- Independent Journalism From Today's Armenia
 December 12 , 2003 

Shaken Foundation of Faith: 17 villages need new place of worship in Noyemberyan

The walls are holding, but it's not safe inside the church.

Eleven year old Vigen, school bag on his back, was running after other kids, screaming at them in Noyemberyan dialect: "Hey, kids go away, don't enter."

The boy runs till his cheeks are red and sweat shines on his forehead, acting as the unofficial security guard of St. Sargis Church.

"We live in this district. Vigen watches that nobody enters the church and vandalizes whatever is left," says Vigen's mother, 31 year old Voskehat, who sells candles at the church.

"I don't let the kids enter the church, but they broke the window and entered through it to play inside," explains Vigen.

There is nothing left in Saint Sargis church of Noyemberyan. There are pieces of broken glass on the floor, stones. Walls are decorated with big cracks.

"This church has had a hard life," says its priest, Father Hrayr Bejanyan.

In 1997 an earthquake in the villages of Koghb and Berdavan was, the priest says, St. Sargis "last stroke".

An hour after the quake Father Bejanyan took all the church belongings that were left, into a building that had been an office for a "kolkhoz" (collective farm) on the property. At it is there, ever since, that some 100 worshipers come for church.

"I couldn't give up everything and say that we don't have a church any longer," the priest says. "People need all these. I serve the liturgy and divine service in this hall."

"Church" is now held inside the business office of the old collective farm.

Saint Sargis was built in 1848. During Soviet times, the State took it over for housing a power generator. The noisy machine, Father Bejanyan says, shook the church walls and made them unstable. Later, the communists turned the church into a warehouse for a collective farm where fruits and cheese were stored.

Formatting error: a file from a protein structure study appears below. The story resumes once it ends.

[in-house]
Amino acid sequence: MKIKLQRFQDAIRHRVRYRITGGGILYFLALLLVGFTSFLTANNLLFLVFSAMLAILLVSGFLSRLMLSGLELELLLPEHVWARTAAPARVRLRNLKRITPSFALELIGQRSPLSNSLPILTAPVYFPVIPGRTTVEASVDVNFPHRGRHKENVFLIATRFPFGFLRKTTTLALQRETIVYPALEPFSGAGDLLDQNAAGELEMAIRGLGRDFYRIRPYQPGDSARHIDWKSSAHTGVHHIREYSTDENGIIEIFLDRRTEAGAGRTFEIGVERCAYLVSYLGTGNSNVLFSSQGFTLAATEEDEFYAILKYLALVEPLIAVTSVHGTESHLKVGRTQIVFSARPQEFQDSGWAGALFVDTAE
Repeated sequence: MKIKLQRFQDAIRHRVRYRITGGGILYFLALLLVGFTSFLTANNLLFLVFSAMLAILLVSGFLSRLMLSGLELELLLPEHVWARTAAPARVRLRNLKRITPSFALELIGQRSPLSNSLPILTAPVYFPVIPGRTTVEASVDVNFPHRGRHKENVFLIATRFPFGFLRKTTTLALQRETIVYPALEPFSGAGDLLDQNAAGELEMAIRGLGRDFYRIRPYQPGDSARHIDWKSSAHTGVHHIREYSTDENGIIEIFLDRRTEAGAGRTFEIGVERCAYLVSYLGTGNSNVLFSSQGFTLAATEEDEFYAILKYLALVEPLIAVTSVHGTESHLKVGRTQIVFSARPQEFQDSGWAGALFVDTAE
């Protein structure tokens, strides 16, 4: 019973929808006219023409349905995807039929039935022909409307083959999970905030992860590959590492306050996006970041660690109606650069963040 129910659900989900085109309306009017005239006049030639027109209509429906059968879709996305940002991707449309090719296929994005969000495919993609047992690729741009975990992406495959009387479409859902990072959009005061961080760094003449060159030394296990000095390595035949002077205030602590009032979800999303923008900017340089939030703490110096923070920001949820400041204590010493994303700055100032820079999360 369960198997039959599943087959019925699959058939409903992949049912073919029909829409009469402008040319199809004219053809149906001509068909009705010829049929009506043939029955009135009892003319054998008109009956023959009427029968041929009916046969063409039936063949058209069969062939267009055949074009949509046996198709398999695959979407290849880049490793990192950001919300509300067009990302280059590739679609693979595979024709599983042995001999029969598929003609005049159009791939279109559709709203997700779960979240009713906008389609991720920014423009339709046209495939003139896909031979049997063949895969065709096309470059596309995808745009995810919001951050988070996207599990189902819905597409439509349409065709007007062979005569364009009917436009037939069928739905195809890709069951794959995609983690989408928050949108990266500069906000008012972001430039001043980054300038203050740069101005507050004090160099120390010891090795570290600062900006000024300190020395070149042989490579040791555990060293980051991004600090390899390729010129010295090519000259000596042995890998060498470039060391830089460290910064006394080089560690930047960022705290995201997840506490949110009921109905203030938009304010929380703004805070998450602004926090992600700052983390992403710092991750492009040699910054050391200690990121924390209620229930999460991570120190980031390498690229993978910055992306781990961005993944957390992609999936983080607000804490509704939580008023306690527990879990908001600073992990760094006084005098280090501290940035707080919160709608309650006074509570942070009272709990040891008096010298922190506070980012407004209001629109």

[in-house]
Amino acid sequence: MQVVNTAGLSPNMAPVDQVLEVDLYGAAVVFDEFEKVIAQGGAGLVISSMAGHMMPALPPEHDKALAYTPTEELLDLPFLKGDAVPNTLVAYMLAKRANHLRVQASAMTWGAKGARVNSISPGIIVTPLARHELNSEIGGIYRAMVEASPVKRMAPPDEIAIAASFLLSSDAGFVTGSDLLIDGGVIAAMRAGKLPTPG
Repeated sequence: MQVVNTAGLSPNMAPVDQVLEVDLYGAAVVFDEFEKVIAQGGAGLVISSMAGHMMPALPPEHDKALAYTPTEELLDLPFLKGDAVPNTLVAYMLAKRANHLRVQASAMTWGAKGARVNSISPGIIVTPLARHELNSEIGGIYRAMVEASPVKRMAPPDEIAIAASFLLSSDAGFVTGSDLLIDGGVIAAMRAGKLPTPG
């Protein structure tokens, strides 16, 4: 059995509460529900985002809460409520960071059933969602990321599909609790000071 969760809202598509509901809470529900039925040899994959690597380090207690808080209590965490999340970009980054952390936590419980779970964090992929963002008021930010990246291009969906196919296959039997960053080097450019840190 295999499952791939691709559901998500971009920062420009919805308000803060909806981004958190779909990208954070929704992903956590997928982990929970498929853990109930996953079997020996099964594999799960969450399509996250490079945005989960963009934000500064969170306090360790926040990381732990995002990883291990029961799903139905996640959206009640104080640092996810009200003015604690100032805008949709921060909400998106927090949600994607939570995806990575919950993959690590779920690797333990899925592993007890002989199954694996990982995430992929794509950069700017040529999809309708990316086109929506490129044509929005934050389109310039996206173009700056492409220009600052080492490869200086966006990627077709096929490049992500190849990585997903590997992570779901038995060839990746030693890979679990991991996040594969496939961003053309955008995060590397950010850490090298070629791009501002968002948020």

A great number of spiritual leaders were killed in Lori and Spitak regions. Many of them, having been artificially labeled Kulaks (bourgeois) or ARF members were banished.

"Wherever the spiritual life was active, and there were some functioning cloisters, the communistic cells settled, and began rooting out the faith," says the prelate of Gugarats diocese, Sepuh Chuljyan.

St. Sargis belongs to Gugarats diocese, which includes the regions of Tavush and Lori. There are 18 churches in the diocese, but St. Sargis is the only one for Noyemberyan, a region that includes 17 villages and some 30,000 residents.

Inhabitants of nearby villages come here to get married or baptized. The first ceremony of baptism after the collapse of Soviet Union took place in 1990.

Father Bejanyan says that during the time when the church was not functioning, clergymen were organizing pilgrimages to this place. He proudly shows all the memorable pictures, kept with care.

"In 1995 we received Garegin I here. The work of the church was very important during the war years. We were sheltering soldiers here, we were blessing them, before they would leave for the battlefield. (Noyemberyan is near the border of Azerbaijan.) St. Sargis lived an ordinary church life," says Father Bejanyan

The Father and plans for rebuilding

After the communists moved out, St. Sargis was repaired and reopened. But in the '97 earthquake the repairs were ruined in a second and there has been no money to rebuild.

Voskehat says: "I very often hear old women say 'This is the office of our sovkhoz (the Russian word for collective farm) this is not a church. It seems to be just formal". Many people kneel down before the outside walls (of the broken church) and say their prayers there".

About a half-dozen marriage ceremonies take place in St. Sargis every year. Believers come here on Sundays to listen to liturgy, and Voskehat sells about 100-150 candles. Generally there are more visitors in winter time.

"There are days when nobody comes. I sit there alone and wait. I am sure that the repaired church will attract more visitors," says Voskehat.

According to His Holiness Sepuh, the reconstruction of the church will require at least $150,000.

Vice-mayor of Noyemberyan Grisha Gulkanyan says: "When we didn't have a state system, our nation was saved and protected by the church. Many, complaining of the conditions, leave the city nowadays, and the role of the church in terms of keeping them here will be great."

It is quiet inside St. Sargis. The baptism font and altar are empty. However sunset rays, penetrating through the windows, embrace the whole church.

A khachkar (stone cross) propped against the the wall, is proudly looking from behind a spider's web. Vigen is praying on his knees, and is kissing the dusty khachkar.

"Noyemberyan is on the border. It is the railway gate of Armenia," says Father Bejanyan. "Not only good but also evil enters through the gate. The church reconstruction is indeed a great necessity."

To learn more about efforts to reconstruct St.Sargis: Call the church, (374 66) 2.32.43 or the deputy mayor's office, (374 66) 2.32.04. To make a contribution to ArmeniaNow's HyeSanta project, click here.


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